Has the setting changed over time? Not yet, but I think I need to re-focus it. My sandbox is too big.

How much in-game distance did the party cover, how big is the area they have visited? They haven't been more than a couple days travel from their starting locale. 

Have you used proprietary setting books? Like, could you publish your campaign or would you be in trouble if you did? It's a real mish-mash of original and borrowed elements. There's parts that are original enough to stand alone but as a whole too much is a copy or pastiche of recognizable other things.

I hope that was interesting. I like to get glimpses into how other people run their games and so I'm happy to share a small window into mine. If you have any follow-up questions, fire away!

Saturday, January 25, 2020

State of Play

I've been running my 5e game for a stable group of 6 friends for more than a year now. In the years that I've been playing D&D off and on (since the 4e era), this is the longest a campaign I've DMed has held together.

I am learning a lot. I am also finding that the particular dynamic of this group of players is really different from past groups I've played with and how I personally play.

I'm used to playing with hardcore nerds. Most of my current players have never read a fantasy novel other than Harry Potter, don't like board games and after a year of playing in a weekly game don't know which die to roll when they make an attack.

The two players who are excited about D&D, have bought the books and know what the numbers on their sheet mean, are very much into normie-style, Critical Role inspired adventure paths.

I'm not complaining. I'm lucky to have fantastic friends who will play elf-games with me.

However, my attempt to open up a sandbox and let the players roam has largely fallen flat. My world is too big. There are too many options open. My players don't have character motivations per se and mostly aren't interested in forming them.

It's fine, but I need to do things differently.

My next project is to retreat to a much smaller campaign setting with clearer options and stronger default play loop.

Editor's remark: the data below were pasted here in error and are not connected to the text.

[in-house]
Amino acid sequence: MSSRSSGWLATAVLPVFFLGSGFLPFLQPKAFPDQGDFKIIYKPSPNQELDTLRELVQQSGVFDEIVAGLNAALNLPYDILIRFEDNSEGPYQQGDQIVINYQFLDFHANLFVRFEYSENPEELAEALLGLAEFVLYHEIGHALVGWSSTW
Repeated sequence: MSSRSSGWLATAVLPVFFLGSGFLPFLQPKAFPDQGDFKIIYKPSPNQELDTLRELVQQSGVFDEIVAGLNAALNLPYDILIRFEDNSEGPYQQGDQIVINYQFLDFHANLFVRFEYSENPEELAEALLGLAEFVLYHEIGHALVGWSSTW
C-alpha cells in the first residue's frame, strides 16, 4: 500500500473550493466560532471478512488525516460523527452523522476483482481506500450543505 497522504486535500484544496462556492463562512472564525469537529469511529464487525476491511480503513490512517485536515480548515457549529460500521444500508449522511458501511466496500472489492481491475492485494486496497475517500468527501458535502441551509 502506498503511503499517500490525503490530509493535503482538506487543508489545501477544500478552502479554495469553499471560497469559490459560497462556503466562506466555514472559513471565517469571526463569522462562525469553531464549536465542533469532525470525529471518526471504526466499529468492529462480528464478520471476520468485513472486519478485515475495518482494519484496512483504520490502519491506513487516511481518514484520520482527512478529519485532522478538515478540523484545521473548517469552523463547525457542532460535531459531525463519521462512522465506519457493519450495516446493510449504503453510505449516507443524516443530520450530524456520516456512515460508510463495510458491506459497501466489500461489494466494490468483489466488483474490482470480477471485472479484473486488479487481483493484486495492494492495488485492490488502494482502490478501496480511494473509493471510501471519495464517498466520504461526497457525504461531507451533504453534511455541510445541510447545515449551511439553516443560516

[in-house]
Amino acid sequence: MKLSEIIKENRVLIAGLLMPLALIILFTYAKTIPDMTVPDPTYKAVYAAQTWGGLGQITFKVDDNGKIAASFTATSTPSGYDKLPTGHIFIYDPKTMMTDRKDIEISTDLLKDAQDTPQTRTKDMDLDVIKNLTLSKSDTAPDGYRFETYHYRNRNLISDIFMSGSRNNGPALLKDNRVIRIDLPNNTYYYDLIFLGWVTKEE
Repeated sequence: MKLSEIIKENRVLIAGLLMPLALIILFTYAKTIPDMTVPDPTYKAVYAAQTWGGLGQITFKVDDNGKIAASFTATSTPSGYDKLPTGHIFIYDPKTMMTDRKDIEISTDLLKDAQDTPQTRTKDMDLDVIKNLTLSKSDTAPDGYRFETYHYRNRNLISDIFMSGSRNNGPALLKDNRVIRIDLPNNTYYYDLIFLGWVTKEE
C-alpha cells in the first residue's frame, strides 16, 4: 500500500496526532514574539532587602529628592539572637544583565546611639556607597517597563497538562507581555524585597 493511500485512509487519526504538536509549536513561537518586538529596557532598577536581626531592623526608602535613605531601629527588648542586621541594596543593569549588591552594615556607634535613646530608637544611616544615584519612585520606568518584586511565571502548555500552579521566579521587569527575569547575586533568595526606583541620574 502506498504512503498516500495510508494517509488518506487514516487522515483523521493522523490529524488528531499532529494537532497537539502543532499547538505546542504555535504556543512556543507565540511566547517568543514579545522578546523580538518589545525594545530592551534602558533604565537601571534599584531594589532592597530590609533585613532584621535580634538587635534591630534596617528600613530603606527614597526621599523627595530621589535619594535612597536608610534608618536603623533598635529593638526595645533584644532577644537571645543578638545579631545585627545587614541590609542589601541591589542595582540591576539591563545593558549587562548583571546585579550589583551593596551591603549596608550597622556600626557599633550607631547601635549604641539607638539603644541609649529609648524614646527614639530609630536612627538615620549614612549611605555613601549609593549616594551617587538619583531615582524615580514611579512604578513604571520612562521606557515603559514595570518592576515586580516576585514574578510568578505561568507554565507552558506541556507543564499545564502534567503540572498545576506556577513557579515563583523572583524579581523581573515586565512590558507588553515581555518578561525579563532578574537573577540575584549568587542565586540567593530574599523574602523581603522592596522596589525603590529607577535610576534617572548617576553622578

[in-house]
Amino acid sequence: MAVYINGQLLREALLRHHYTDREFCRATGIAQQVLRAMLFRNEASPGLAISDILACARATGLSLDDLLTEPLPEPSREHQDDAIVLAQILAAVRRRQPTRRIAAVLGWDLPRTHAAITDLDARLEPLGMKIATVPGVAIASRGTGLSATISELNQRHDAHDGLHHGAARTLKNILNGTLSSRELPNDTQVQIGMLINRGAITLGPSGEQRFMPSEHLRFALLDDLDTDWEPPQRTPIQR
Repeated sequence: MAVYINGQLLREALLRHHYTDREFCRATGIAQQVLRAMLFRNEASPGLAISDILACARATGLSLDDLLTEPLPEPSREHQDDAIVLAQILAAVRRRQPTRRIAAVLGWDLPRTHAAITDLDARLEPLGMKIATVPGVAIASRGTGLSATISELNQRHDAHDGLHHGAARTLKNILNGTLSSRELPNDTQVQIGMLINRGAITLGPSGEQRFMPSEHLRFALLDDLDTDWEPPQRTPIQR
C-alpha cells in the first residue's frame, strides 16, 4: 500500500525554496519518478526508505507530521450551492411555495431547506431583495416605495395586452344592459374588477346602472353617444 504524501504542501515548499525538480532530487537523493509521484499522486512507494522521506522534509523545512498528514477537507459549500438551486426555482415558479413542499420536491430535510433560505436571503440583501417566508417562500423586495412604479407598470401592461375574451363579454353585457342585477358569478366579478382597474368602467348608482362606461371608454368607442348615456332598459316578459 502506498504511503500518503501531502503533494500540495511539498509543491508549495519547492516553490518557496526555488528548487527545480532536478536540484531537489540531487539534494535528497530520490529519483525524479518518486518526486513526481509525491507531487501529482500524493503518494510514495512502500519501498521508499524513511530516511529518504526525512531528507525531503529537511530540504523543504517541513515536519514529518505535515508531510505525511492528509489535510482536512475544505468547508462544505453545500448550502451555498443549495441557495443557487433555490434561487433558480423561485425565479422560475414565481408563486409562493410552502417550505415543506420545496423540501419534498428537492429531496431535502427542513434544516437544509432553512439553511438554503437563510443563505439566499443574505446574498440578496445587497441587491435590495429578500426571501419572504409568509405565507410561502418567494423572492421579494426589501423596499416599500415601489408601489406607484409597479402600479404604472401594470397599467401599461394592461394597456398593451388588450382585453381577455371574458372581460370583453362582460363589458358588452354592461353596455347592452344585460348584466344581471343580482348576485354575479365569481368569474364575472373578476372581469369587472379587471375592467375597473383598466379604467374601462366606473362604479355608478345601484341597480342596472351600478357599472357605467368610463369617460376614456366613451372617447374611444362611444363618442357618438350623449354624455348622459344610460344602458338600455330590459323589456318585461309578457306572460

My thoughts so far:

  • A detailed town. A small number of shops with an actual list of goods and prices, rather than my current "It's a general store, what do you want?" approach. 
  • An explicit list of adventure locations, serving as a menu of options where to go. 
  • XP based advancement (my normies will love this) rather than the more ephemeral milestone advancement I've been using. 
The goal would be to have 2-4 options (and only those options) for each session. Players can pick one and I won't depend on them to have a particular motivation.

Any advice and suggestions from other DMs would be greatly appreciated. Let me know if you have thoughts!

Sunday, November 3, 2019

A New New Crobuzon

Anne (of DIY & Dragons) recently issued a challenge to build a New Crobuzon following the method   Judd posted ten years ago:

So, to make your own N.C.:
1) Take your three favorite human-ish monsters out of the Monster Manual and they are minority citizens in the city. Detail how they get along, how being in the city has culturally changed them and what niches they fill in the city. How do the powers that rule the city keep them down?
2) Take three really bizarre fucking monsters and figure out how they exist in the nooks and crannies of the city and how the powers that rule the city keep these beasts from doing unacceptable amounts of damage?

The challenge has gotten a bunch of great responses. 
  • New Twain (from Tales of the Grotesque and Dungeonesque)
  • Thaw (from Archons March On)
  • If you try it, let me know and I'll add yours to the list.
Perdido Street station is one of my all time favorite fantasy novels, so I wanted to try my hand:

Three "human-ish" monsters: Tieflings, Golgari and Golems
Three "really bizarre fucking monsters":  Oozes, the Spider and a pool of Shub Niggurath

Thursday, October 17, 2019


Continuing from my previous post, laying out the first broad strokes of a pantheon for my 5e game.

This time we'll look at a couple saints of the Gothic Church.

Albert Lynch, 1903 engraving
The Lady is the most widely venerated saint of the Gothic Church. In the murky eons of the past she descended from the heavens and led the First Great Crusade and established the Gothic Church as the most powerful human institution on the planet.

Famed for her mercy, adherents of the Church now beseech  the Lady for healing, prosperity and protection. Her shrines feed the needy and her paladins defend the weak.

Critics complain that these charities are merely a covering for a ruthless police state bent on global dominance. These critics never live long.

Symbol: A four-pointed white star on a black field
Likes: Chivalry, monuments, but mostly power
Hates: Chaos, disrespect, mutants, dragons and demons of all sorts

Venerated by: Many clerics, paladins and the unwashed masses of the common folk.

Source: I imagine a slightly fascist mash-up of medieval conceptions of Our Lady with Joan of Arc. The Gothic Church takes a lot of cues from Warhammer 40k.